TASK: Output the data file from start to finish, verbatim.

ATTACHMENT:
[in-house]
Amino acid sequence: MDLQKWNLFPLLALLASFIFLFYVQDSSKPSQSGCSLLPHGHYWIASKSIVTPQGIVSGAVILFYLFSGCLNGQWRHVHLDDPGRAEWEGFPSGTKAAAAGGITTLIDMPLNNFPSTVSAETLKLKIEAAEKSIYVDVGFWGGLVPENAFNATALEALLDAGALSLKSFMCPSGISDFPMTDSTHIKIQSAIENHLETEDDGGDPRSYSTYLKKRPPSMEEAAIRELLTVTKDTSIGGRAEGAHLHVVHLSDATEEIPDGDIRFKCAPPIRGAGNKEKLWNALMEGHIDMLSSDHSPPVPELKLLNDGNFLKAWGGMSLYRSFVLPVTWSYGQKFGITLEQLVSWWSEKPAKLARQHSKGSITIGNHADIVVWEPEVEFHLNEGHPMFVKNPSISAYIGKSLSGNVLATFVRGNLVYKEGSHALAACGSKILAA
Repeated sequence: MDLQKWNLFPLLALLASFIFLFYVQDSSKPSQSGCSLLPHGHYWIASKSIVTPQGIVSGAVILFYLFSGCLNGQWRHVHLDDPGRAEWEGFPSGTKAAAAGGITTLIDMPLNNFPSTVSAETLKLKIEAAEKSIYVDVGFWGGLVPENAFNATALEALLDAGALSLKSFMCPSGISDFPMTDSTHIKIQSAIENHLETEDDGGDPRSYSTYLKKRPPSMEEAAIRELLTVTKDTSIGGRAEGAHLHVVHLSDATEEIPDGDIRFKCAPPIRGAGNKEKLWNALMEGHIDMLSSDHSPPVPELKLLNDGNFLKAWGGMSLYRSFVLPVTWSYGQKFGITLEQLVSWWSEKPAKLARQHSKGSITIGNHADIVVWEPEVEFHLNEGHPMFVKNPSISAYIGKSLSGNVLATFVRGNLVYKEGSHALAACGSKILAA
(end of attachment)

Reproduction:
[in-house]
Amino acid sequence: MDLQKWNLFPLLALLASFIFLFYVQDSSKPSQSGCSLLPHGHYWIASKSIVTPQGIVSGAVILFYLFSGCLNGQWRHVHLDDPGRAEWEGFPSGTKAAAAGGITTLIDMPLNNFPSTVSAETLKLKIEAAEKSIYVDVGFWGGLVPENAFNATALEALLDAGALSLKSFMCPSGISDFPMTDSTHIKIQSAIENHLETEDDGGDPRSYSTYLKKRPPSMEEAAIRELLTVTKDTSIGGRAEGAHLHVVHLSDATEEIPDGDIRFKCAPPIRGAGNKEKLWNALMEGHIDMLSSDHSPPVPELKLLNDGNFLKAWGGMSLYRSFVLPVTWSYGQKFGITLEQLVSWWSEKPAKLARQHSKGSITIGNHADIVVWEPEVEFHLNEGHPMFVKNPSISAYIGKSLSGNVLATFVRGNLVYKEGSHALAACGSKILAA
Repeated sequence: MDLQKWNLFPLLALLASFIFLFYVQDSSKPSQSGCSLLPHGHYWIASKSIVTPQGIVSGAVILFYLFSGCLNGQWRHVHLDDPGRAEWEGFPSGTKAAAAGGITTLIDMPLNNFPSTVSAETLKLKIEAAEKSIYVDVGFWGGLVPENAFNATALEALLDAGALSLKSFMCPSGISDFPMTDSTHIKIQSAIENHLETEDDGGDPRSYSTYLKKRPPSMEEAAIRELLTVTKDTSIGGRAEGAHLHVVHLSDATEEIPDGDIRFKCAPPIRGAGNKEKLWNALMEGHIDMLSSDHSPPVPELKLLNDGNFLKAWGGMSLYRSFVLPVTWSYGQKFGITLEQLVSWWSEKPAKLARQHSKGSITIGNHADIVVWEPEVEFHLNEGHPMFVKNPSISAYIGKSLSGNVLATFVRGNLVYKEGSHALAACGSKILAA